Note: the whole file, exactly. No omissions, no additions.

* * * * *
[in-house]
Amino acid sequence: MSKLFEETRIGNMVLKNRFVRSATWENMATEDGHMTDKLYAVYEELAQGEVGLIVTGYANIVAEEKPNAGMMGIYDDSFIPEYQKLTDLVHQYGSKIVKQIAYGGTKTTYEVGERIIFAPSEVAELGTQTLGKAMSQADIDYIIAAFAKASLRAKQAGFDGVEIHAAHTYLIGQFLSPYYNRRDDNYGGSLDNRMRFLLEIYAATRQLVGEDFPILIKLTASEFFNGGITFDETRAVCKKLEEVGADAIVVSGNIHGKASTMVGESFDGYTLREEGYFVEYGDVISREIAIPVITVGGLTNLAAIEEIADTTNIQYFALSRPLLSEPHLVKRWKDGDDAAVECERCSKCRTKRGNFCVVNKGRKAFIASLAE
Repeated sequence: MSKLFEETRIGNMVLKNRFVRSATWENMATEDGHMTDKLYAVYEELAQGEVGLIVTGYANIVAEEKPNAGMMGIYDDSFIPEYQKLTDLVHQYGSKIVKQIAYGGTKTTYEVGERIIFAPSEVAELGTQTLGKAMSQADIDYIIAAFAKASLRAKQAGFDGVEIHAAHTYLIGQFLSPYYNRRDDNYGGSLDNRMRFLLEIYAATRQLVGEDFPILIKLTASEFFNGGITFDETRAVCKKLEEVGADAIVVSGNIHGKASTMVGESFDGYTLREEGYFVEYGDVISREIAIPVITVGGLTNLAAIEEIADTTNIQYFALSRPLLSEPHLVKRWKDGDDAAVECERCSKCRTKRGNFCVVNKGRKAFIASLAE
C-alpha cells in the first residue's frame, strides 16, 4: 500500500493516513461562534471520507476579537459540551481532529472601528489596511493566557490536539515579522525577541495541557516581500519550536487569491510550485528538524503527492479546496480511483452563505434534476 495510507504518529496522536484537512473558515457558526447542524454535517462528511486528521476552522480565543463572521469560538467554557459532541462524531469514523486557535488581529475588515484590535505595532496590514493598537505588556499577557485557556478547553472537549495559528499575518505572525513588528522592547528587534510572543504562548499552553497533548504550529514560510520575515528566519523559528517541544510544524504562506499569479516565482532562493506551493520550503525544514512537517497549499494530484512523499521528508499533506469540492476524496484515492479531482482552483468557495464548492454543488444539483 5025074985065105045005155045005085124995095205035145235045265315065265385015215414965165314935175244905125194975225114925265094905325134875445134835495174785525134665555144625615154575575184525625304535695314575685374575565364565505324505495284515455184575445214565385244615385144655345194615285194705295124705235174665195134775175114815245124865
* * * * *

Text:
[in-house]
Amino acid sequence: MSKLFEETRIGNMVLKNRFVRSATWENMATEDGHMTDKLYAVYEELAQGEVGLIVTGYANIVAEEKPNAGMMGIYDDSFIPEYQKLTDLVHQYGSKIVKQIAYGGTKTTYEVGERIIFAPSEVAELGTQTLGKAMSQADIDYIIAAFAKASLRAKQAGFDGVEIHAAHTYLIGQFLSPYYNRRDDNYGGSLDNRMRFLLEIYAATRQLVGEDFPILIKLTASEFFNGGITFDETRAVCKKLEEVGADAIVVSGNIHGKASTMVGESFDGYTLREEGYFVEYGDVISREIAIPVITVGGLTNLAAIEEIADTTNIQYFALSRPLLSEPHLVKRWKDGDDAAVECERCSKCRTKRGNFCVVNKGRKAFIASLAE
Repeated sequence: MSKLFEETRIGNMVLKNRFVRSATWENMATEDGHMTDKLYAVYEELAQGEVGLIVTGYANIVAEEKPNAGMMGIYDDSFIPEYQKLTDLVHQYGSKIVKQIAYGGTKTTYEVGERIIFAPSEVAELGTQTLGKAMSQADIDYIIAAFAKASLRAKQAGFDGVEIHAAHTYLIGQFLSPYYNRRDDNYGGSLDNRMRFLLEIYAATRQLVGEDFPILIKLTASEFFNGGITFDETRAVCKKLEEVGADAIVVSGNIHGKASTMVGESFDGYTLREEGYFVEYGDVISREIAIPVITVGGLTNLAAIEEIADTTNIQYFALSRPLLSEPHLVKRWKDGDDAAVECERCSKCRTKRGNFCVVNKGRKAFIASLAE
C-alpha cells in the first residue's frame, strides 16, 4: 500500500493516513461562534471520507476579537459540551481532529472601528489596511493566557490536539515579522525577541495541557516581500519550536487569491510550485528538524503527492479546496480511483452563505434534476 495510507504518529496522536484537512473558515457558526447542524454535517462528511486528521476552522480565543463572521469560538467554557459532541462524531469514523486557535488581529475588515484590535505595532496590514493598537505588556499577557485557556478547553472537549495559528499575518505572525513588528522592547528587534510572543504562548499552553497533548504550529514560510520575515528566519523559528517541544510544524504562506499569479516565482532562493506551493520550503525544514512537517497549499494530484512523499521528508499533506469540492476524496484515492479531482482552483468557495464548492454543488444539483 5025074985065105045005155045005085124995095205035145235045265315065265385015215414965165314935175244905125194975225114925265094905325134875445134835495174785525134665555144625615154575575184525625304535695314575685374575565364565505324505495284515455184575445214565385244615385144655345194615285194705295124705235174665195134775175114815245124865